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City of Dublin to Introduce System Using Blockchain Technology

Taijuan Moorman Taijuan Moorman City of Dublin to Introduce System Using Blockchain TechnologyThe City of Dublin's digital identity program, which uses blockchain technology similar to Bitcoin's, will consist of a rewards system. Rewards, to be referred to as Dublin Points, will not be currency.
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The City of Dublin is planning to introduce a new system that will use blockchain technology in place of its traditional information database system, giving residents new capabilities and ways to achieve privacy unlike ever before.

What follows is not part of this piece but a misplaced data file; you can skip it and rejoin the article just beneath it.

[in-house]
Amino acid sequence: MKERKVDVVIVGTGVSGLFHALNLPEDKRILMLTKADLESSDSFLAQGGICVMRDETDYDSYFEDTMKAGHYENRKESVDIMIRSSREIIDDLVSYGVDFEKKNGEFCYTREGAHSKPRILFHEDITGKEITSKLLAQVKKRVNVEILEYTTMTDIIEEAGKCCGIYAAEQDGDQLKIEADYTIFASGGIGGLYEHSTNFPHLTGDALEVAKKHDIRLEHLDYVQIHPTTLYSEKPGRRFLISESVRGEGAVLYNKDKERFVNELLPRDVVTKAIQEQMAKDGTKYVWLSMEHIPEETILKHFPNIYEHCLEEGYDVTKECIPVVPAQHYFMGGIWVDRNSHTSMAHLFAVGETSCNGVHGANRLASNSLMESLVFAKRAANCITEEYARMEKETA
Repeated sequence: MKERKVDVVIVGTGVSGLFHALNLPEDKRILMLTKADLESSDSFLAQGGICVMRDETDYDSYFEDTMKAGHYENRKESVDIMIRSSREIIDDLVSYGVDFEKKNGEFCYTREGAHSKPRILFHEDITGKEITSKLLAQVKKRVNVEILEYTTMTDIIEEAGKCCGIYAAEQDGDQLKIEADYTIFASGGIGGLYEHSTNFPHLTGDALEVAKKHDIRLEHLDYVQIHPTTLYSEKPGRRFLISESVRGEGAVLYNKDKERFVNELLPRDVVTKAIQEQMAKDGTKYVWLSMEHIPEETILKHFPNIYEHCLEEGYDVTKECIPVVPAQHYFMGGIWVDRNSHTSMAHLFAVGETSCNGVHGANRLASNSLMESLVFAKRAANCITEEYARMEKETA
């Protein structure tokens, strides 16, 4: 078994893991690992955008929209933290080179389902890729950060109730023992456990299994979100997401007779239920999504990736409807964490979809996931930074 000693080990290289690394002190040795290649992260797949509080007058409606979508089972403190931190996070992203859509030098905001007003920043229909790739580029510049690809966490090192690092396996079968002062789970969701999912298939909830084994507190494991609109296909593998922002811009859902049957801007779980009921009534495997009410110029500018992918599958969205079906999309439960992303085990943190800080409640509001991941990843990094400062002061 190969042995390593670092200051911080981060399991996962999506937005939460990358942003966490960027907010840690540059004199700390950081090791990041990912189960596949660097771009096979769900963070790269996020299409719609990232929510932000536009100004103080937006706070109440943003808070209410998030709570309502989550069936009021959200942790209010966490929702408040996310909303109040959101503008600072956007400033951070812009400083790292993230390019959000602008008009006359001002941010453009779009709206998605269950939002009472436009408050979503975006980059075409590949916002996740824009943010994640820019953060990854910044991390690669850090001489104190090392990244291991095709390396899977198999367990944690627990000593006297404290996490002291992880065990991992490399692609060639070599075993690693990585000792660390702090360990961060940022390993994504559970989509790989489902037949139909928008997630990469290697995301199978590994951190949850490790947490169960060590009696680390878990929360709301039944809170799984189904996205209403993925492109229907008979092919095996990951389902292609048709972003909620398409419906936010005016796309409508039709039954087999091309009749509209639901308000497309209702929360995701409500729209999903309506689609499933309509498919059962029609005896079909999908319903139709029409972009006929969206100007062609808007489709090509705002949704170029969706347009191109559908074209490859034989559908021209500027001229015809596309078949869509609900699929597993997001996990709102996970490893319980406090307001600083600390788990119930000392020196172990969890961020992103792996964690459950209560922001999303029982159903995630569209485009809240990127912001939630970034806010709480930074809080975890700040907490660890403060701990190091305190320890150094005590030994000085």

The use of blockchains is most commonly understood in the use of cryptocurrency and specifically in Bitcoin, where a permanent, digital recording of transactions are simultaneously created, recorded, verified, and updated by thousands of individuals.

The City of Dublin’s digital identity program — created by Software Verde, a Columbus-based web and mobile application solution development company — will have a similar process, however, instead of financial transactions, anonymous resident data written by the city can be read from and verified by other entities. And to further the security of the private blockchain, the records are published to a public blockchain that Dublin does not have control of.